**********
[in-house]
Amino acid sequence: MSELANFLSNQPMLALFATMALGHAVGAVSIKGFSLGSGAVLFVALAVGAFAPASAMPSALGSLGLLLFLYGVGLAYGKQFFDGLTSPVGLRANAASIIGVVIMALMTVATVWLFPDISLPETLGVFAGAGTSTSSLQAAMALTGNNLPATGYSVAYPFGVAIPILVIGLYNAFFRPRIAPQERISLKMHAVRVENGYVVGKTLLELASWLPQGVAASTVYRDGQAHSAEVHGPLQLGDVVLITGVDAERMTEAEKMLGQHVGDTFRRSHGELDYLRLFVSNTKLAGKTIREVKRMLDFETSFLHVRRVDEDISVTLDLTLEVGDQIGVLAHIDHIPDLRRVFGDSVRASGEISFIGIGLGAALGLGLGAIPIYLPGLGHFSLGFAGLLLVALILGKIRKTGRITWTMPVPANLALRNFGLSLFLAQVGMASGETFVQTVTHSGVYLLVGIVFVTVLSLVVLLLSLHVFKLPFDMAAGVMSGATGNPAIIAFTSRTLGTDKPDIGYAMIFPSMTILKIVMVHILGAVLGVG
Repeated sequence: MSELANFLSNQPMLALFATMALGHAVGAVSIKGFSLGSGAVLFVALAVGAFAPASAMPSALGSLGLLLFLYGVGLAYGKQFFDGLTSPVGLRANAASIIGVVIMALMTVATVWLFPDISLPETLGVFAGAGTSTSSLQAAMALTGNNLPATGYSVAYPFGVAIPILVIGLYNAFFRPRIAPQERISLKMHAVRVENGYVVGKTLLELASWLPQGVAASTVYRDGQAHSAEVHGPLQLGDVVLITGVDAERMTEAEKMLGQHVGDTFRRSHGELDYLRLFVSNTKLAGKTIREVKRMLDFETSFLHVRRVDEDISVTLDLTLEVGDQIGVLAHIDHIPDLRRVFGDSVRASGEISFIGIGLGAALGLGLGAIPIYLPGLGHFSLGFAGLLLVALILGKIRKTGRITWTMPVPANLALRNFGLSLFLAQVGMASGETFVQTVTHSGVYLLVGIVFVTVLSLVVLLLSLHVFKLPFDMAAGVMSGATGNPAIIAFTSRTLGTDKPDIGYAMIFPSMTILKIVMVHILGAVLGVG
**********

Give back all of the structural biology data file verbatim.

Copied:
[in-house]
Amino acid sequence: MSELANFLSNQPMLALFATMALGHAVGAVSIKGFSLGSGAVLFVALAVGAFAPASAMPSALGSLGLLLFLYGVGLAYGKQFFDGLTSPVGLRANAASIIGVVIMALMTVATVWLFPDISLPETLGVFAGAGTSTSSLQAAMALTGNNLPATGYSVAYPFGVAIPILVIGLYNAFFRPRIAPQERISLKMHAVRVENGYVVGKTLLELASWLPQGVAASTVYRDGQAHSAEVHGPLQLGDVVLITGVDAERMTEAEKMLGQHVGDTFRRSHGELDYLRLFVSNTKLAGKTIREVKRMLDFETSFLHVRRVDEDISVTLDLTLEVGDQIGVLAHIDHIPDLRRVFGDSVRASGEISFIGIGLGAALGLGLGAIPIYLPGLGHFSLGFAGLLLVALILGKIRKTGRITWTMPVPANLALRNFGLSLFLAQVGMASGETFVQTVTHSGVYLLVGIVFVTVLSLVVLLLSLHVFKLPFDMAAGVMSGATGNPAIIAFTSRTLGTDKPDIGYAMIFPSMTILKIVMVHILGAVLGVG
Repeated sequence: MSELANFLSNQPMLALFATMALGHAVGAVSIKGFSLGSGAVLFVALAVGAFAPASAMPSALGSLGLLLFLYGVGLAYGKQFFDGLTSPVGLRANAASIIGVVIMALMTVATVWLFPDISLPETLGVFAGAGTSTSSLQAAMALTGNNLPATGYSVAYPFGVAIPILVIGLYNAFFRPRIAPQERISLKMHAVRVENGYVVGKTLLELASWLPQGVAASTVYRDGQAHSAEVHGPLQLGDVVLITGVDAERMTEAEKMLGQHVGDTFRRSHGELDYLRLFVSNTKLAGKTIREVKRMLDFETSFLHVRRVDEDISVTLDLTLEVGDQIGVLAHIDHIPDLRRVFGDSVRASGEISFIGIGLGAALGLGLGAIPIYLPGLGHFSLGFAGLLLVALILGKIRKTGRITWTMPVPANLALRNFGLSLFLAQVGMASGETFVQTVTHSGVYLLVGIVFVTVLSLVVLLLSLHVFKLPFDMAAGVMSGATGNPAIIAFTSRTLGTDKPDIGYAMIFPSMTILKIVMVHILGAVLGVG